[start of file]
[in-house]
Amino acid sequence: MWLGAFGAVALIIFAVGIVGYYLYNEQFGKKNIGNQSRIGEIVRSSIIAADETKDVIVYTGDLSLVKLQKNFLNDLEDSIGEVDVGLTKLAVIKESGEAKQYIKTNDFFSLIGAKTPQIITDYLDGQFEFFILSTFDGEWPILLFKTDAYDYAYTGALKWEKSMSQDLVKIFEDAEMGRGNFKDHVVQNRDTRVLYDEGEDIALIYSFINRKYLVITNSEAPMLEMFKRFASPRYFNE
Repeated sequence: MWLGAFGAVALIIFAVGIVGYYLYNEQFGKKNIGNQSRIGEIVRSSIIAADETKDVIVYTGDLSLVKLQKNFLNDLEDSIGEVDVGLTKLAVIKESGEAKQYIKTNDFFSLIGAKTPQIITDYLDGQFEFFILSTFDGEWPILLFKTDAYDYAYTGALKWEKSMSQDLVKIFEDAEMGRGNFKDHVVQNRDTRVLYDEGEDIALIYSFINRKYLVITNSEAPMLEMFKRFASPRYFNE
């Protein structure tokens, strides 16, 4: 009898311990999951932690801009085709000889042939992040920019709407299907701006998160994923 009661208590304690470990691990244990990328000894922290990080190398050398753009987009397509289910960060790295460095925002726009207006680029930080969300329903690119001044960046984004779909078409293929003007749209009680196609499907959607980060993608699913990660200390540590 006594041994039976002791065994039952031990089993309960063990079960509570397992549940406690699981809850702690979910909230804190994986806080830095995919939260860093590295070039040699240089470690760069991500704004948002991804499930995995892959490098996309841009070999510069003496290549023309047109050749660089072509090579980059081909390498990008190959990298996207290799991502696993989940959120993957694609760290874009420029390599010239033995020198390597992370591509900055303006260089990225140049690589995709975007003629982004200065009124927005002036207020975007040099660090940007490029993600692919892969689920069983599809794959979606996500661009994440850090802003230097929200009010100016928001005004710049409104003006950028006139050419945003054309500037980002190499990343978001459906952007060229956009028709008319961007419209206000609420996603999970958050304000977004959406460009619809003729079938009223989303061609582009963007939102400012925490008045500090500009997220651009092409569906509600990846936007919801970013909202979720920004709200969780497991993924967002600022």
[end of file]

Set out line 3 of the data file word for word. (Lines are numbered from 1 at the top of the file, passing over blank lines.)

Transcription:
Repeated sequence: MWLGAFGAVALIIFAVGIVGYYLYNEQFGKKNIGNQSRIGEIVRSSIIAADETKDVIVYTGDLSLVKLQKNFLNDLEDSIGEVDVGLTKLAVIKESGEAKQYIKTNDFFSLIGAKTPQIITDYLDGQFEFFILSTFDGEWPILLFKTDAYDYAYTGALKWEKSMSQDLVKIFEDAEMGRGNFKDHVVQNRDTRVLYDEGEDIALIYSFINRKYLVITNSEAPMLEMFKRFASPRYFNE